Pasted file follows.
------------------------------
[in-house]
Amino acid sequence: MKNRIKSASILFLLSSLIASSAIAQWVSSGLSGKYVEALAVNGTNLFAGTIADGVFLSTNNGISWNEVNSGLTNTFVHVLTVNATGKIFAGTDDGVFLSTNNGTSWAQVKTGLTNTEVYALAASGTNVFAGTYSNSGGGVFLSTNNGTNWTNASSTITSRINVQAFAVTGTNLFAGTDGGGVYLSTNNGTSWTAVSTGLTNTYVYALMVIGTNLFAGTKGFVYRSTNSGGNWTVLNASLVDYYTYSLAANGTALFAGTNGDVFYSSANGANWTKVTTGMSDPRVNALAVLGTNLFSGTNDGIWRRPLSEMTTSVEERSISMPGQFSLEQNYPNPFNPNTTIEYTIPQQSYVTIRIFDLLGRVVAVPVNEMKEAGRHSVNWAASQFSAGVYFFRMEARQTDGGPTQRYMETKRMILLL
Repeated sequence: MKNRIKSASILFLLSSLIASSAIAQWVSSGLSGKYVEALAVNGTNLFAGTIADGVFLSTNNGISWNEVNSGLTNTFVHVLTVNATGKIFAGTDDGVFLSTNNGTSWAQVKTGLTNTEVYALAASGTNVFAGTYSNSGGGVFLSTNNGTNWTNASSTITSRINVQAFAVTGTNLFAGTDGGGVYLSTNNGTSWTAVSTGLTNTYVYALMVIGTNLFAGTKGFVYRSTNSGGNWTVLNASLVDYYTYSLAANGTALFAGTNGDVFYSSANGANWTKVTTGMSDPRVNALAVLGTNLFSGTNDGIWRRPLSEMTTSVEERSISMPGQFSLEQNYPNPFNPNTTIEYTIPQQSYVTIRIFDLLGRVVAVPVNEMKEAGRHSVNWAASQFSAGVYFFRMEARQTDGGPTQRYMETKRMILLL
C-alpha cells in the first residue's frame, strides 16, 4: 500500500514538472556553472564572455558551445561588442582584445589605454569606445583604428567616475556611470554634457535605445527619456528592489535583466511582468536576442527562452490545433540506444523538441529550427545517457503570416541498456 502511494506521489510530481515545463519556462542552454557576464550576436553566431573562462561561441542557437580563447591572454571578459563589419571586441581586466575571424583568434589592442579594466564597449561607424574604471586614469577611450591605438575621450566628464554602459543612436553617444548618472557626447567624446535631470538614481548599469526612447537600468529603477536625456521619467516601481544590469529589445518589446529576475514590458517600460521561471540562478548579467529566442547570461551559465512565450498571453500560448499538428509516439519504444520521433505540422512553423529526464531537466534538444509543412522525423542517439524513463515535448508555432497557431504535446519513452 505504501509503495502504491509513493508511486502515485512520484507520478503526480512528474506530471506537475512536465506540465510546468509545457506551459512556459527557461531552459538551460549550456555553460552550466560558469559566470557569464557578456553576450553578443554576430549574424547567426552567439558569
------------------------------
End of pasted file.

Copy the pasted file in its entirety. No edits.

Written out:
[in-house]
Amino acid sequence: MKNRIKSASILFLLSSLIASSAIAQWVSSGLSGKYVEALAVNGTNLFAGTIADGVFLSTNNGISWNEVNSGLTNTFVHVLTVNATGKIFAGTDDGVFLSTNNGTSWAQVKTGLTNTEVYALAASGTNVFAGTYSNSGGGVFLSTNNGTNWTNASSTITSRINVQAFAVTGTNLFAGTDGGGVYLSTNNGTSWTAVSTGLTNTYVYALMVIGTNLFAGTKGFVYRSTNSGGNWTVLNASLVDYYTYSLAANGTALFAGTNGDVFYSSANGANWTKVTTGMSDPRVNALAVLGTNLFSGTNDGIWRRPLSEMTTSVEERSISMPGQFSLEQNYPNPFNPNTTIEYTIPQQSYVTIRIFDLLGRVVAVPVNEMKEAGRHSVNWAASQFSAGVYFFRMEARQTDGGPTQRYMETKRMILLL
Repeated sequence: MKNRIKSASILFLLSSLIASSAIAQWVSSGLSGKYVEALAVNGTNLFAGTIADGVFLSTNNGISWNEVNSGLTNTFVHVLTVNATGKIFAGTDDGVFLSTNNGTSWAQVKTGLTNTEVYALAASGTNVFAGTYSNSGGGVFLSTNNGTNWTNASSTITSRINVQAFAVTGTNLFAGTDGGGVYLSTNNGTSWTAVSTGLTNTYVYALMVIGTNLFAGTKGFVYRSTNSGGNWTVLNASLVDYYTYSLAANGTALFAGTNGDVFYSSANGANWTKVTTGMSDPRVNALAVLGTNLFSGTNDGIWRRPLSEMTTSVEERSISMPGQFSLEQNYPNPFNPNTTIEYTIPQQSYVTIRIFDLLGRVVAVPVNEMKEAGRHSVNWAASQFSAGVYFFRMEARQTDGGPTQRYMETKRMILLL
C-alpha cells in the first residue's frame, strides 16, 4: 500500500514538472556553472564572455558551445561588442582584445589605454569606445583604428567616475556611470554634457535605445527619456528592489535583466511582468536576442527562452490545433540506444523538441529550427545517457503570416541498456 502511494506521489510530481515545463519556462542552454557576464550576436553566431573562462561561441542557437580563447591572454571578459563589419571586441581586466575571424583568434589592442579594466564597449561607424574604471586614469577611450591605438575621450566628464554602459543612436553617444548618472557626447567624446535631470538614481548599469526612447537600468529603477536625456521619467516601481544590469529589445518589446529576475514590458517600460521561471540562478548579467529566442547570461551559465512565450498571453500560448499538428509516439519504444520521433505540422512553423529526464531537466534538444509543412522525423542517439524513463515535448508555432497557431504535446519513452 505504501509503495502504491509513493508511486502515485512520484507520478503526480512528474506530471506537475512536465506540465510546468509545457506551459512556459527557461531552459538551460549550456555553460552550466560558469559566470557569464557578456553576450553578443554576430549574424547567426552567439558569